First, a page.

I attended the Chicago eLearning & Technology Showcase on August 5. My objective was to learn more about the marketplace of employers, contractors, services, and technology. I was looking for opportunities: for myself, by applying my skills or developing new ones; for our work at the American Library Association, new products and developing a network of contractors to help develop them.
I’ll mix and match ideas from these sessions:
Keynote: Cammy Bean, Careers in eLearning
Choose Your Own Adventure, Tim Buteyn and Stephania Buteyn of ThinkGap Learning Solutions
Free and Cheap eLearning Tools, Apryl Cox Jackson and Jennifer De Vries
Curb Appeal: Connecting Strategy & Engagement Through User Experience, Ed Roach and Gary Bersh
Using Mobile Technology to Mak On-the-Job Learning and Coaching Practical, Marty Rosenheck
Some tools I learned about:
Twine. Free tool designed for interactive storytelling, adapted to make branching scenario-based scripting, exported in HTML for review by SMEs. Then used in Articulate.
Articulate, simpler to use, easier learning curve than Adobe Captivate, also, it’s expensive, out of reach for the contractor.
The hub of elearning activity is the enterprise, particularly larger corporations, and the services they contract for, as evident in attendees and background of spekaers.
E-learning is a visual medium. Design matters. Think like a web designer. Look for interface examples from ecommerce or other sites outside of elearning. Make an effort to engage.
Best elearning is short videos available as needed, at the task, Marty Rosenheck has concluded. Cammy Bean calls it “spaced learning.”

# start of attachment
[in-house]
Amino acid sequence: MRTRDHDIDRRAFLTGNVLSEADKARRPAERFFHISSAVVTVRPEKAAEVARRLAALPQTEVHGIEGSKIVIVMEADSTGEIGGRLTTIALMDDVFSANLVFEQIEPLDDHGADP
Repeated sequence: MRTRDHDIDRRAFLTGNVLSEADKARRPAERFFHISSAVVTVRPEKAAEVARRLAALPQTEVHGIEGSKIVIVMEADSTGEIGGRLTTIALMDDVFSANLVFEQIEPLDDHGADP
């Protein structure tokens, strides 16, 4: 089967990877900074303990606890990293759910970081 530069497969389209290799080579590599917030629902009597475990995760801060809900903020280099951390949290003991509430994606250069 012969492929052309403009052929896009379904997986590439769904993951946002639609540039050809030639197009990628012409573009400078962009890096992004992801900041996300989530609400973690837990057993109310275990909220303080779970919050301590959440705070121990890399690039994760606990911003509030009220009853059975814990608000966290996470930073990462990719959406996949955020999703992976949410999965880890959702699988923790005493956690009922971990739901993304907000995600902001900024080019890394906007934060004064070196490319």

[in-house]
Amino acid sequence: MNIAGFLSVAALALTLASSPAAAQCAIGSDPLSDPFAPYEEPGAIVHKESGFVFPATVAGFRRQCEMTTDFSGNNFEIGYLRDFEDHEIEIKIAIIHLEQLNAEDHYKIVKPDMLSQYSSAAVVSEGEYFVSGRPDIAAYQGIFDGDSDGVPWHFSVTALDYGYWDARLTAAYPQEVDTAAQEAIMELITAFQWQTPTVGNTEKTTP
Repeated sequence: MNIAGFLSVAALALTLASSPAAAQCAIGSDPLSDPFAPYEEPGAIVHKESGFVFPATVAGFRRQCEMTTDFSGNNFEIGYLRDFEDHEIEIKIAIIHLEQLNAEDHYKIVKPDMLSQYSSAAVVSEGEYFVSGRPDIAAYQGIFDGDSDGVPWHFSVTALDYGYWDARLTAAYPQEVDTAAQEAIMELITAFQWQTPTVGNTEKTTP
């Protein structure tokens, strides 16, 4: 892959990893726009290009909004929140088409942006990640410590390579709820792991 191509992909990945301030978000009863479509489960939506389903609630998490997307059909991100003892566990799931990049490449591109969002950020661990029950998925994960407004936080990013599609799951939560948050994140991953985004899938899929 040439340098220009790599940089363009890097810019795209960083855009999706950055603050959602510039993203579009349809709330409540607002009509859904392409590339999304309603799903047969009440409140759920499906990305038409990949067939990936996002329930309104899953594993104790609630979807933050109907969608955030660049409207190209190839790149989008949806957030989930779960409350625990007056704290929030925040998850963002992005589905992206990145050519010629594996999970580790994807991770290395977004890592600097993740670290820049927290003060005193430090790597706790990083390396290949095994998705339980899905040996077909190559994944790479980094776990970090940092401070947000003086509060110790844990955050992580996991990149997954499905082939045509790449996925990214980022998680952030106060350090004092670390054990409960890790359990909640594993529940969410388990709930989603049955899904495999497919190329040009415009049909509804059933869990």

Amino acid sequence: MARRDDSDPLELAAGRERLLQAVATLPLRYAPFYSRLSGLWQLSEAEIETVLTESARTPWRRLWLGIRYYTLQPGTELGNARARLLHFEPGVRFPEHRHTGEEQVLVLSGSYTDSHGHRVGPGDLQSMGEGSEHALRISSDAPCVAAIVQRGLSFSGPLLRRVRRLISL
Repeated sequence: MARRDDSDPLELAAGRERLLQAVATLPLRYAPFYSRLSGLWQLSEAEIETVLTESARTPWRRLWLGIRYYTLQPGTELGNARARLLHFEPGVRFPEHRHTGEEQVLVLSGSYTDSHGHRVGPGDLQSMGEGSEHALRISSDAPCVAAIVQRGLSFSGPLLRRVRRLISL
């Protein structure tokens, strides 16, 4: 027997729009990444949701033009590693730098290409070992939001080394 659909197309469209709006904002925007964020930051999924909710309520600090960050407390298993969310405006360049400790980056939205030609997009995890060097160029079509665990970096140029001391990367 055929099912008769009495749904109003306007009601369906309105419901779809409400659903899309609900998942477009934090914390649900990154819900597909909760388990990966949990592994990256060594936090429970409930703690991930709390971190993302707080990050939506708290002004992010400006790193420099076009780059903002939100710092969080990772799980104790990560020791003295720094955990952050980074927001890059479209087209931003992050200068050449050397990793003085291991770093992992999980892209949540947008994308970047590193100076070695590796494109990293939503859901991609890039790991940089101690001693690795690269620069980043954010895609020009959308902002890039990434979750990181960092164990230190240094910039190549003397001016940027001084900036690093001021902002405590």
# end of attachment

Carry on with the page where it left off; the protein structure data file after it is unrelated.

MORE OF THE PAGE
Focus on performance, social element. Human. Space the learning, as opposed to the cram. Think like a web designer. Look for interface examples from ecommerce or other sites outside of elearning. Make an effort to engage.
Marty Rosenheck, from CognitiveAdvisors.com, calls himself a learning experience designer because that’s how people learn. Center for Creative Leadership survey showed that 70 percent of learning is experiential; 20 percent, informal and social; 10 percent, formal. The apprentice system was the best for learning, but it’s not scaleable. Technologies now enable it: Mobile, Experience API (works like SCORM instead of tracking courses, it’s experiences) analytics, the cloud, badges (based on a specific project or accomplishment). He talked about the nano-coaching model, citing Elliott Masie, an alternative to the learning management system, designed for formal courses.
The mix of skillsets–
Cammy Bean calls it pieces of a pie: 1) learning theory; 2) creative (visual and writing); 3) business 4) technology. When you try to do it all, you’re ineffective. Where’s your sweet spot? Where are your gaps? Similarly, Ed Roach presented a triangle: learning theory (ISD). Creative. Tech. Model for learning, presented by Rosenheck: Plan-Do-Reflect. The reflect component would encompass note-taking and journals, which has been of interest to me.
Rapid development tools means that anybody can do it, but it’s also lead to “elearning malpractice.”
Applying to my work and career–
I sensed that the elearning efforts in enterprise were marginalized and undervalued, and a challenge is to persuade management to use it, and employees to take and finish courses. Less convincing may be needed for our library customers, for whom larning is a core value; as vendors, our challenge is to offer enough value for it to be purchased. We could position our products as for the library as a whole, more than individual librarians, and build products, such as subscription-based platform, that can offer as-needed tutorials or videos, and tools for assessment that our customers, not our instructors would apply. Replace our certification with badges that are performance-based? Educause is using badges.
Give badges for real performance output, not just taking a course.
Both for me personally and in ALA Publishing, the creative skill set is our strength. We could benefit by learning from instructional design, learning theory skills. Technology as a core skill for career is a long-shot at this stage, and at the same time, at a rudimentary level, a must for “rapid development” or prototyping.